Blogging Retrospective

Posted on August 01, 2014

damnit work damnit

Keeping up with blogging is tough.

I’ve decided to move away from WordPress to a static site generator (more about that in another post) and I was going to just scrap all my old content. I read through some old posts and felt kind of embarassed.

Reading through posts like You Can Go Through the Orange Portal Too, I was thinking “did I really try to relate solving Portal puzzles to understanding a simple cross domain issue?” Lame.

Also, it’s posts like these that really highlighted how little I knew about being a developer. That’s what was so embarassing and why I felt like deleting all my old stuff. I didn’t want there to be a record of how much of a noob I was. But then again, this blog can be a record of how I grow as a developer, as much as it is a record of how little I knew.

Yeah, let’s go with that.

I think it’s time for me to get over my fear of what other developers think of my work. I once admitted in an interview that since I’m a self taught developer (with an arts degree no less), I feel I have to work harder to compete with those who have actual CS or Engineering degrees, like I have something to prove.

Which is bullshit.

I’ve read a lot about senior developers getting where they are without any “formal education”. I always found those posts inspiring, but for some reason I couldn’t see myself in the same position. I don’t know what it is. But for what it’s worth, I’ve decided not to drop any of my content no matter how embarassing they may be (and I’m sure I’ve got some pretty embarassing crap floating around the internet).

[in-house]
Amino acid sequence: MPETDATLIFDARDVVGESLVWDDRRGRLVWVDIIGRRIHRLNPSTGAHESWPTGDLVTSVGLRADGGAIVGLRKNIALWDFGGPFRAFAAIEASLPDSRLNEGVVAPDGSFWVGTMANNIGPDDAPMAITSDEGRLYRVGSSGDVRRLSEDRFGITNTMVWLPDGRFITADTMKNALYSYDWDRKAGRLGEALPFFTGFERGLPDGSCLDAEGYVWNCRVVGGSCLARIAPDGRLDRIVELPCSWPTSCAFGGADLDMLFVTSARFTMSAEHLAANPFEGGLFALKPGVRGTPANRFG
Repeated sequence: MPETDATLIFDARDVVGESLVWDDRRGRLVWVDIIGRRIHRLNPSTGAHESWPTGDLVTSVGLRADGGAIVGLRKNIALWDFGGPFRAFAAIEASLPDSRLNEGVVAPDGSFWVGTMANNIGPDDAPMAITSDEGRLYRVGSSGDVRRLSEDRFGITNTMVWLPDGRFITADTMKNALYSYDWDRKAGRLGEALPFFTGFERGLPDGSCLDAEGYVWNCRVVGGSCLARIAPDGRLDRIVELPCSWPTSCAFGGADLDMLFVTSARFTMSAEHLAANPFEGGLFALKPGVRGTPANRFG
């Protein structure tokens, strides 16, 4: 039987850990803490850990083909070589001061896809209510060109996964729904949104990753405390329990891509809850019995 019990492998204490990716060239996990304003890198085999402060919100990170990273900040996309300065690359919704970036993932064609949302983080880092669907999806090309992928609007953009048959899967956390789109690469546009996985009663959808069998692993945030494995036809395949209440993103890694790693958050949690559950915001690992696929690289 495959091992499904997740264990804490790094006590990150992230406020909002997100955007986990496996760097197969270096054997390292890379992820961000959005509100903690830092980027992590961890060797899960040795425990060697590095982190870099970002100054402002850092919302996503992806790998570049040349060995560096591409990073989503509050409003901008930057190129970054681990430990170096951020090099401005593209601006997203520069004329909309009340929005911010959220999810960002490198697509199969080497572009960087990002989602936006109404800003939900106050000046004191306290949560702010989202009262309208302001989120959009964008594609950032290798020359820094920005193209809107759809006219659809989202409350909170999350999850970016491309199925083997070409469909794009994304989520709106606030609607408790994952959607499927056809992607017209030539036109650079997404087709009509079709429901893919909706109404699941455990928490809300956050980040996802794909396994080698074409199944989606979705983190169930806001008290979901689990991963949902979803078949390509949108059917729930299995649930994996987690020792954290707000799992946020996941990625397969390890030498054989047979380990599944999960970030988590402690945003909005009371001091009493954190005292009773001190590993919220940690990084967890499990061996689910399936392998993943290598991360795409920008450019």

Next up: Why I decided to move to a static site generator.

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Moving to Rackspace

Posted on August 08, 2012

This month, I made the decision to move from a shared host to a VPS solution.

Why?

Firstly, I wasn’t too comfortable sticking my sites on a shared host in case one of my unruly neighbours brought the server down.

The sites I hosted inlcuded this blog, Annzilla‘s blog, RadicalRadical Creative and a number of staging/preview sites for my clients.

Granted, though I chose a good (but cheap) hosting provider who guaranteed “99%” uptime, I’ve had some issues. Sometimes, I would ask a client to review some changes I’ve done. But when they visited their staging site, the server would conveniently be down. That would be the 1% of the time, I guess.

Then there’s the security issue. Most of my clients run WordPress. Sure, I may update my WordPress installs diligently to avoid any nasty bugs but what about my neighbours? If their sites were compromised my sites may too (it happens).

Of course, managing my own host makes me the most vulnerable security point as the onus is now on me to make sure my server is bulletproof. Talk about pressure. But at least I know where to point the blame if anything nasty happens.

Aside: WordPress provides a pretty handy tutorial for administrators to help beef up their installs. Check it out here.

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